More and more automobile companies are focusing on body parts made of carbon fiber reinforced plastics (CFRP). However, manufacturing and repair costs must be further reduced in order to make CFRP more economical in use. Together with the Volkswagen AG and five other partners in the project HolQueSt 3D, the Laser Zentrum Hannover e.V. (LZH) has developed laser processes for the automatic trimming, drilling and repair of three-dimensional components.

Automated manufacturing processes are the basis for ultimately establishing the series production of CFRP components. In the project HolQueSt 3D, the LZH has...

Im Focus: Wonder material? Novel nanotube structure strengthens thin films for flexible electronics

Reflecting the structure of composites found in nature and the ancient world, researchers at the University of Illinois at Urbana-Champaign have synthesized thin carbon nanotube (CNT) textiles that exhibit both high electrical conductivity and a level of toughness that is about fifty times higher than copper films, currently used in electronics.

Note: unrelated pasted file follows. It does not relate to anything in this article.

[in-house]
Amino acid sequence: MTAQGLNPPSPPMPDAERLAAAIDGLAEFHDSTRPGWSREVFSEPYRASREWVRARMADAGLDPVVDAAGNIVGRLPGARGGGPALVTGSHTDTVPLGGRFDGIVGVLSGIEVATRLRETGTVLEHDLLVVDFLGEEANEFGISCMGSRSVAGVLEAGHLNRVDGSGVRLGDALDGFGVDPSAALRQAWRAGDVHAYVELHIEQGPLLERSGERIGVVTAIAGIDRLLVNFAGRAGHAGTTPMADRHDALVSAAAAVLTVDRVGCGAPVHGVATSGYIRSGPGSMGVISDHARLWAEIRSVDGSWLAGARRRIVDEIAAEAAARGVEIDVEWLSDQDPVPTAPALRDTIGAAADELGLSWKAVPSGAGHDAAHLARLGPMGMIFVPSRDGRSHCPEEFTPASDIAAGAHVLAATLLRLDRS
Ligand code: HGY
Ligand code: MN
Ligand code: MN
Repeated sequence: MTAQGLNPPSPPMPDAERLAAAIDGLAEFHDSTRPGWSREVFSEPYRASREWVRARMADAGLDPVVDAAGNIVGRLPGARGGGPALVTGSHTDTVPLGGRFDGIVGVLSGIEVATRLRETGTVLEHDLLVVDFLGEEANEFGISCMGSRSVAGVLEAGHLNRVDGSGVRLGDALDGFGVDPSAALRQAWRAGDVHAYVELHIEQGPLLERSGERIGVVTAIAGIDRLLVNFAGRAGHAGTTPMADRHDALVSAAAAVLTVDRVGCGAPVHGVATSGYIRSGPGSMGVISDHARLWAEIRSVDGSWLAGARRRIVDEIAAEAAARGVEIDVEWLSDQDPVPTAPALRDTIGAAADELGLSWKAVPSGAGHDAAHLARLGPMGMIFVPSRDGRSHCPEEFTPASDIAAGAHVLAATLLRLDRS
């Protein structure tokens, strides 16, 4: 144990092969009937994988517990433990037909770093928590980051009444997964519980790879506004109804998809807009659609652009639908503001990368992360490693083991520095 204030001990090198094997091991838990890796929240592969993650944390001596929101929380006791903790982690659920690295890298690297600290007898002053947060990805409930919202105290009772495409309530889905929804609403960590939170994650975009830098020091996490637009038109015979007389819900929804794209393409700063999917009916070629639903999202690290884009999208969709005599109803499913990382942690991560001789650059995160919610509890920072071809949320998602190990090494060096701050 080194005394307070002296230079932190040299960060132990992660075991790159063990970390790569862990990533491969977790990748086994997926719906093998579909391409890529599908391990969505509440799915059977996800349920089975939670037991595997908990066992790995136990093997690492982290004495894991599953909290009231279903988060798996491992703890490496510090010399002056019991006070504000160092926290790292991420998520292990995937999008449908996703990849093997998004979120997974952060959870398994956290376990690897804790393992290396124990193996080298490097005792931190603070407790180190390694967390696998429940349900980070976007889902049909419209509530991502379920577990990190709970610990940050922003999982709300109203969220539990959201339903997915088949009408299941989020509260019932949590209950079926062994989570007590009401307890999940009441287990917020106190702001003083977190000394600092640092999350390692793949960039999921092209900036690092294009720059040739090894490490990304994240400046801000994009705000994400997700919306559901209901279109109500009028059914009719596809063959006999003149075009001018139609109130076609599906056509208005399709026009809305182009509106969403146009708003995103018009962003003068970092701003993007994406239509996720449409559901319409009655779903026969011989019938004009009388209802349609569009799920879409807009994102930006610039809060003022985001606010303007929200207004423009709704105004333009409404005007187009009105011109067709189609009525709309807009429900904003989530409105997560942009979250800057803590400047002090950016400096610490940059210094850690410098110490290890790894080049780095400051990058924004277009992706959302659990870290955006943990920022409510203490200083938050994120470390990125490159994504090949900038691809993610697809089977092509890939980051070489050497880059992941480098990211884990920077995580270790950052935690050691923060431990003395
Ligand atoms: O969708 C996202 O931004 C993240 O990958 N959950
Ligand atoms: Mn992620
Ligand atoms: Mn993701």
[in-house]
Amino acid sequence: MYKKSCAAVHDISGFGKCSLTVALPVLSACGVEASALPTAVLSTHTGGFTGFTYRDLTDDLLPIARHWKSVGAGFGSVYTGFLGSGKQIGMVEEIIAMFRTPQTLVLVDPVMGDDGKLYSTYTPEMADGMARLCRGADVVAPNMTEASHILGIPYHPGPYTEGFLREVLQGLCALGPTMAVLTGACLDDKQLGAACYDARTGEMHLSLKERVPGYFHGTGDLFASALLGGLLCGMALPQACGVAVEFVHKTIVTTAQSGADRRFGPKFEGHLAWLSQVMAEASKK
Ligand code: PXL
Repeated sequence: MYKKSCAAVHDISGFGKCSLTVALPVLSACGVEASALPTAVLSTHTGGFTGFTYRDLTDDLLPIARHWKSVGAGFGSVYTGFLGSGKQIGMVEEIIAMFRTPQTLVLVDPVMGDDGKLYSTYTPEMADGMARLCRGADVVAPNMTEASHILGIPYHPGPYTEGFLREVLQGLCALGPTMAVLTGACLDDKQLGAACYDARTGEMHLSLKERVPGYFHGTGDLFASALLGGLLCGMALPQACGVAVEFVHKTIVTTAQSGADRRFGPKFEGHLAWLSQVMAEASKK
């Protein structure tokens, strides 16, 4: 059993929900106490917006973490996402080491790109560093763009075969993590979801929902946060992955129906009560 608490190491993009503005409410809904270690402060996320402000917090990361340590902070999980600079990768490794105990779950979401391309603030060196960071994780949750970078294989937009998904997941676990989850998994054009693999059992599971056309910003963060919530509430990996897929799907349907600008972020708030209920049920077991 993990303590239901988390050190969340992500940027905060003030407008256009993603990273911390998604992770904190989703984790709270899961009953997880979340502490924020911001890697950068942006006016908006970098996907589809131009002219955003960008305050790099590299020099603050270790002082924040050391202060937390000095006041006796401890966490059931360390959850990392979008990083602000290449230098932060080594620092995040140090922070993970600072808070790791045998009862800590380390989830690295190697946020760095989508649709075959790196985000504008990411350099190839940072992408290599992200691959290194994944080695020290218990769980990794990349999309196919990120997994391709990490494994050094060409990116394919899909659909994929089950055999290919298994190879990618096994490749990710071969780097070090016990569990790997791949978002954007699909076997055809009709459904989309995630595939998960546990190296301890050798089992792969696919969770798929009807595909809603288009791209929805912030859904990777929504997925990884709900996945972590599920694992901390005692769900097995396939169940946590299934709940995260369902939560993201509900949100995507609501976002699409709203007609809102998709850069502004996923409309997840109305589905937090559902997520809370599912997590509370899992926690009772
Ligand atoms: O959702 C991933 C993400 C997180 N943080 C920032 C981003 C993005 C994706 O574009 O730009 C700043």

"The structural robustness of thin metal films has significant importance for the reliable operation of smart skin and flexible electronics including...

Im Focus: Deep inside Galaxy M87

The nearby, giant radio galaxy M87 hosts a supermassive black hole (BH) and is well-known for its bright jet dominating the spectrum over ten orders of magnitude in frequency. Due to its proximity, jet prominence, and the large black hole mass, M87 is the best laboratory for investigating the formation, acceleration, and collimation of relativistic jets. A research team led by Silke Britzen from the Max Planck Institute for Radio Astronomy in Bonn, Germany, has found strong indication for turbulent processes connecting the accretion disk and the jet of that galaxy providing insights into the longstanding problem of the origin of astrophysical jets.